Late April means we dabble in a little Calculus during Pre-Cal. Traditionally we look at evaluating limits with a table, limits by direct substitution, limits at infinity, and the limit definition of a derivative. It's always been ok. It suffers from the malaise associated with end of the year content.

I went a different direction this year by setting up the calculus with a bump of sequences and series to later in the year. Normally these are shoved in between vectors and conics. It never felt right. Instead I went vectors, polar equations, then conics but the polar form of conics. When we concluded I felt better calling it the end of Pre-Cal, classifying sequences and series as the beginning of our calculus discussion.

We spend a week or two on sequence generation, finite sums, and sums of infinite sequences (would it be easier to call those infinite su--nah).

Then, the real calculus connection.

Do we make a turkey?

Take some grid paper. Instruct the student to slap down their hand and trace it.


After discouraging making actual turkeys, make a request: how many squares are taken up by your hand?

Some groaning. Some suspicion that this is a trick. You don't really expect me to count all these squares?

In fact, I don't really care what the totals are. If some manage to figure it out I'll have them share. Mostly, I'm watching to see who takes a second to think about what I've asked them to do. Lots will immediately embark on counting the hundreds of little squares. But somewhere, a clever kid has realized that yes, it was a trick:


You hold a few of these up and the groans will get louder. I should have known!

Clever Math Transition

Discuss the problem a little bit. There is no formula for the area of a hand (though one kid honest to goodness tried to google it). So what was easy to do? The area of a square/rectangle is easy to find quickly. Approximating a hand as a series of rectangles will get you close.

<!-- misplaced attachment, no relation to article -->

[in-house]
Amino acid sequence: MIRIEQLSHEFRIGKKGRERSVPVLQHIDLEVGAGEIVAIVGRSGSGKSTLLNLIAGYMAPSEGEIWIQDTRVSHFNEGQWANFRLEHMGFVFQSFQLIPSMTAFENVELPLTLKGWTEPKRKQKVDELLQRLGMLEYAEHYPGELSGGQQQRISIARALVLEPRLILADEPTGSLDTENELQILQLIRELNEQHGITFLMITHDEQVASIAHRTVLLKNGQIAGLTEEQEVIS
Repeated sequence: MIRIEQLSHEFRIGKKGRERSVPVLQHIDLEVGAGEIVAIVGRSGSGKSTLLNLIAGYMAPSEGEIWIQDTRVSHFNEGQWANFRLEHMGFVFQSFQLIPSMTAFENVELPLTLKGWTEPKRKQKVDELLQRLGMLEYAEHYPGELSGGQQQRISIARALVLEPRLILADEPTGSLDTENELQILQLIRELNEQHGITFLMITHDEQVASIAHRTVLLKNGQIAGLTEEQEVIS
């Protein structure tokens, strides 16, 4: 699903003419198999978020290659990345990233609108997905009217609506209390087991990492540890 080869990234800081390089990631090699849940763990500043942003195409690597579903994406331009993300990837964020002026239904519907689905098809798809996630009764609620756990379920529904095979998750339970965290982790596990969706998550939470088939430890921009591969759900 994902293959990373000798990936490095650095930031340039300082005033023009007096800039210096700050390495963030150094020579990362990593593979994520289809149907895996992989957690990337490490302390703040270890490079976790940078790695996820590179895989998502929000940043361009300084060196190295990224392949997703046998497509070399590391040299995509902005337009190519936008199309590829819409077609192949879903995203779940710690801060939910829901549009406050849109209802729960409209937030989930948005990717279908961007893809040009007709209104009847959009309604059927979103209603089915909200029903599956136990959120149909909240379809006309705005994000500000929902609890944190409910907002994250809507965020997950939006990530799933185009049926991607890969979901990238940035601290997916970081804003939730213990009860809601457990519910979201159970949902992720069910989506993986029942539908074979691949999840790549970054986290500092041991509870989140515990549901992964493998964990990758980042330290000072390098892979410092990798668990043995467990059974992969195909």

Now to generalize what this has to do with calculus. Any arbitrary area can be broken into a series of rectangles. What's impressive here is the cleverness that will surface. Students will want to chop things up into rectangles and triangles. And why should the rectangles be the same width anyway? If only they knew how close they were to the definition of an integral.

The extent to which I cover this topic concludes with iterating the right hand sum of an area manually. We do a first progression together:


Now I messed up a little here. The right most rectangle has no area because of the way I cropped the functions. Fundamentally this is not a problem, but a weird quirk to include when it's the first exposure. I fixed this later. This activity helps introduce the idea of how the slice up a function. Annoyingly some students were confused about how to compute the sum (add up the area of a bunch of rectangles? Are you kidding me!? April, everybody). We conclude with a discussion about the merits of this method. Is it flawed? Would it ever be accurate to slice something into only two slices?

Wrap Up

A day or two later I had them demonstrate the entire process. I created a set of 12 irregularly bounded areas. Students chose two. One iteration set in their notebook. One for display. Chop the area into 2, 4, and 8 slices. Make a conclusion about what the method is attempting to do.

If you look super closely at the red one you'll spot some misconceptions (the number of slices is assumed to be the width of the rectangle, a couple slices aren't bounded correctly). This student wasn't quite finished yet and will be able to fix the problems, but it reveals how strangely complex the idea can be.

This progression leads into limits. When you return to the concept of infinite rectangles, you reach the limit of the area calculation: the true value of the area.

As a sacrifice we probably won't get to derivatives, but that's ok. I felt the progression raised the presence of summations and served as an example of the simplicity behind some calculus concepts.

AuthorJonathan Claydon